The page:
Tuesday, June 1, 2010

XML Namepool 3

In the previous 2 posts about XML namepools I have tried to find the optimal implementation for the data model. In this post I'm gonna collect my results while optimizing the performance of the StringArray (=> Cosmos4) and Saxon2 (=> Saxon5) implementation for concurrent name allocation.

Since XML often contains a large number of elements with the same name (and type), the lookup of existing names is successful many times. For these "allocations" of already added names, no synchronization is necessary. A second, synchronized lookup ensures to add every name only once.

The resizing of the int and String arrays is probably a big time consumer. Also when one thread needs to resize an array, all the following threads need to wait until this thread has allocated a new, bigger array and has copied the old values to their new destination.
At least while the allocation of the new array, the following threads could still add to the old one, when the resizing is triggered before the old array is really full. The triggering thread would still be slowed down, but some of the later thread would not have to wait.
Also the copying of the part before the trigger could be done without the need to sync with the following threads and the synchronized block would become even shorter.

The resizing process could also be placed into a separate "resizing" thread. Any allocation thread would then only be slowed down while copying the running part of the array (added since the pre-allocation trigger) in the worst case.

The actual gain in performance of this approach is difficult to measure and depends strongly on the concrete usage scenario.

Concurrency Test
For a quick&easy test of the concurrent allocation of XML names I have simply extended the tests with 16 threads, each allocating all the names.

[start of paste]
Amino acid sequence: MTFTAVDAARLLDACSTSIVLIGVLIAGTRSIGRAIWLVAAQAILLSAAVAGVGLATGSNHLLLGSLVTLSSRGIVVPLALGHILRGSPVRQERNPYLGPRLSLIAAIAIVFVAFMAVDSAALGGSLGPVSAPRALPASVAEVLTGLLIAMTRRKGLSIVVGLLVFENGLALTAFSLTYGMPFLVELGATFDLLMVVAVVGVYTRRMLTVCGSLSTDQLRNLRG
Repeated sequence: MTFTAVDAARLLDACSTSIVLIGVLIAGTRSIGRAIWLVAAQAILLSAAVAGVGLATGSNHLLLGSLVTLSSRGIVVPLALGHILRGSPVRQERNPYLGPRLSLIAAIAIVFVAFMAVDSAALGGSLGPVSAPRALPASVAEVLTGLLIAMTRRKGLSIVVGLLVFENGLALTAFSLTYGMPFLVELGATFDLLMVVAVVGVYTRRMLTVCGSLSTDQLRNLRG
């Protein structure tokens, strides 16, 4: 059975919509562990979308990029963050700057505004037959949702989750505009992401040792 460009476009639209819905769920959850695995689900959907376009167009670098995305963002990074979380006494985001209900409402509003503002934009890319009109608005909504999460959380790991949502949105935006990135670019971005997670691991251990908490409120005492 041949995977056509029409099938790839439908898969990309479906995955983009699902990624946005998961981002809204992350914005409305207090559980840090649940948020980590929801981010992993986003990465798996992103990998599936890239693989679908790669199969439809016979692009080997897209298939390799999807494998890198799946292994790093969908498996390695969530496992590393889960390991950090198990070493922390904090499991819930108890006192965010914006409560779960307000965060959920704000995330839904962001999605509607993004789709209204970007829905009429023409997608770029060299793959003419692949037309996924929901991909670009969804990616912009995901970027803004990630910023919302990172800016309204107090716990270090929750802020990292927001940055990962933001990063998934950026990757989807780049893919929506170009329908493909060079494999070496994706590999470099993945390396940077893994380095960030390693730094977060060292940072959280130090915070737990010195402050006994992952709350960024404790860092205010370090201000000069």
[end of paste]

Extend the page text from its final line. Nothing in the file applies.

Protocol           SAXON2       SAXON5       STRARRAY    COSMOS4 
                 [ms]  [kB]   [ms]  [kB]   [ms]  [kB]  [ms]  [kB]
ALLOCATE         4250  2623   1122  2623    948 11387   343  2761
READ_PREFIX        95     0    106     0     57     0    57 -8906
READ_URI           81     0     83     0     57     0    57     0
READ_LOCALNAME     87     0     84     0     52     0    52     0
READ_QNAME        905  6235    918  6235    136  6235    84  6235
READ_CLARKNAME    161  2671    175  2671    N/A   N/A   N/A   N/A
GET_URI_CODE      827     0    782     0    N/A   N/A   N/A   N/A
GET_NS_CODE      1512     0   1407     0    N/A   N/A   N/A   N/A
GET_NS_CODE2       65     0     85     0    N/A   N/A   N/A   N/A
GET_PREFIX_CODE   604     0    554     0    N/A   N/A   N/A   N/A
COMPARE_FP         15     0     15     0     78     0    89     0
COMPARE_NAME       31     0     77     0     82     0    82     0
COMPARE_QNAME      99     0    108     0     89     0    89     0
While this is not really a realistic scenario, it shows the improvement of the double-check approach.

Why does Saxon5 need double the time of Saxon2 to compare local names?

While the improvement by replacing the name pool for LivCos (Cosmos4) seems only minor (concurrent access is minimal), the implementation is simpler and thread safe.
A Saxon version, patched with a Saxon5 implementation, shows a gain in performance of about 5% when used in LivCos.


  1. If update can cause reorganization of the data structure (to expand it), then presumably read access needs to be disabled at least during this reorganization. So there is presumably a need for at least a shared read lock to be acquired. The current Saxon NamePool avoids this by not doing dynamic reorganization; it is effectively a fixed-size hash table extended only by adding things to hash overflow chains.

  2. Thanks for your comment!

    The idea is to allocate, initialize, copy the new array before switching the actual array reference atomically. For existing nameCodes (array indexes) access is valid for the old and the new (copy) array instance at any time.
    In allocation temporary inconsistencies between the arrays, while setting the indexes for new nameCodes, could produce false-negative lookup for the first check. The second, synchronized one corrects these cases.